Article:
In a new study, scientists at The Hong Kong University of Science and Technology (HKUST) have revealed that most T cell epitopes known to be targeted upon natural infection are seemingly unaffected by current SARS-CoV-2 variants.
In their latest research, the team compiled and analysed data from 18 immunological studies of T cell responses involving over 850 recovered COVID-19 patients from across four continents who are well-distributed in age, gender, disease severity and blood collection time. They demonstrated that T cells in these patients targeted fragments (epitopes) of almost all of the virus’ proteins, including the spike protein that is a main target of many existing vaccines. As an important finding, based on analysis of over 850,000 SARS-CoV-2 genetic sequences from around the world, most of these epitopes appeared to be unaffected by the current variants of concern.
“We focused specifically on recovered COVID-19 patients as their immune responses are representative of effective responses against the virus,” said Prof. Ahmed Abdul QUADEER, Research Assistant Professor from the Department of Electronic and Computer Engineering, who is the first author of the research.
“We believe this is good news, particularly for vaccines. In contrast to antibody responses which have been shown to be affected by variants, our analysis would suggest T cell responses may be relatively robust, assuming that vaccine responses mimic those of natural infection,” said Prof. Matthew MCKAY from the Departments of Electronic and Computer Engineering and Chemical and Biological Engineering, who co-led the research.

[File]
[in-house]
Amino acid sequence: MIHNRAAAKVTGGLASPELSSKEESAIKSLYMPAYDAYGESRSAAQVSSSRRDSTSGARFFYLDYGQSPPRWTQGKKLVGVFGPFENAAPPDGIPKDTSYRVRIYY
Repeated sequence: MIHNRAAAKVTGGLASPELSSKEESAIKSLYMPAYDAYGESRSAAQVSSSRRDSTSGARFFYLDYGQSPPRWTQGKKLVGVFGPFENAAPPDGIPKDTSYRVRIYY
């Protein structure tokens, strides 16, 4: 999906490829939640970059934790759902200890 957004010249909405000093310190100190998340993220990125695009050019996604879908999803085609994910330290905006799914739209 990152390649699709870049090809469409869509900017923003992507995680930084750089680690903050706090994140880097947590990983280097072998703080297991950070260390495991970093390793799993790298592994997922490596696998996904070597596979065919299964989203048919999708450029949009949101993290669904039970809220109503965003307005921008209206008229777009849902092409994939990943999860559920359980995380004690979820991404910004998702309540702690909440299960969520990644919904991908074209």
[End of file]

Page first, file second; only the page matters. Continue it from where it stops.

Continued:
While revealing more than 700 T cell epitopes, the team’s analysis identified 20 specific epitopes–which they refer to as immunoprevalent–that induced T cell responses in multiple independent cohorts and in a large fraction of tested patients. Of these, five appeared highly immunoprevalent, registering T cell responses in at least four separate immunological studies.
“The identified immunoprevalent epitopes appear to represent parts of the virus that are commonly targeted by T cells in recovered COVID-19 patients,” added Prof. McKay. “It is possible, but subject to further experimental investigation, that targeting these epitopes may play a role in contributing to favourable disease outcomes.”
The compiled data has been integrated into a web platform, which the team plans to keep updated as more immunological studies of SARS-CoV-2 T cell epitopes are reported.
“The platform is an online resource for the global research community and complements ongoing research on understanding T cell responses against SARS-CoV-2. It serves to guide studies related to COVID-19 vaccines and diagnostics,” added Prof. Quadeer.